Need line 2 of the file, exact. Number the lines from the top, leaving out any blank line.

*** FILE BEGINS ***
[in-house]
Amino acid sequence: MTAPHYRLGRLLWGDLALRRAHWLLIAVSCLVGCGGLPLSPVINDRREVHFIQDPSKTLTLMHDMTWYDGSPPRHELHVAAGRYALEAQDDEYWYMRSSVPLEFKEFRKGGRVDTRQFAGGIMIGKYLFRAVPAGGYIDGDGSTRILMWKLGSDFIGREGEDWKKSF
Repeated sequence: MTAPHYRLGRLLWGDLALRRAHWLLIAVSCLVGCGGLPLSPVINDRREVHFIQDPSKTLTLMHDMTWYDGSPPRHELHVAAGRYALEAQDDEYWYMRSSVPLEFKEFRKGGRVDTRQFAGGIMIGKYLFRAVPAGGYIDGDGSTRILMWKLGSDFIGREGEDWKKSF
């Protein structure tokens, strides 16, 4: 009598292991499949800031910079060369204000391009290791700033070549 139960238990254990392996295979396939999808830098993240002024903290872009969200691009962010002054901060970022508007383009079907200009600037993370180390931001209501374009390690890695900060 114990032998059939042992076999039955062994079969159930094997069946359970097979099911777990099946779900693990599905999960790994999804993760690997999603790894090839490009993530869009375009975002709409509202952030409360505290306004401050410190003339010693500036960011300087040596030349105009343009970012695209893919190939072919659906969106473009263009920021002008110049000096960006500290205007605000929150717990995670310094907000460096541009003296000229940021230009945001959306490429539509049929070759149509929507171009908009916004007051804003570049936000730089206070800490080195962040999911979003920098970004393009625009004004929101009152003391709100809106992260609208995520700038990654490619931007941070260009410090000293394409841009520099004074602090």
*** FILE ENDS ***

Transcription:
Amino acid sequence: MTAPHYRLGRLLWGDLALRRAHWLLIAVSCLVGCGGLPLSPVINDRREVHFIQDPSKTLTLMHDMTWYDGSPPRHELHVAAGRYALEAQDDEYWYMRSSVPLEFKEFRKGGRVDTRQFAGGIMIGKYLFRAVPAGGYIDGDGSTRILMWKLGSDFIGREGEDWKKSF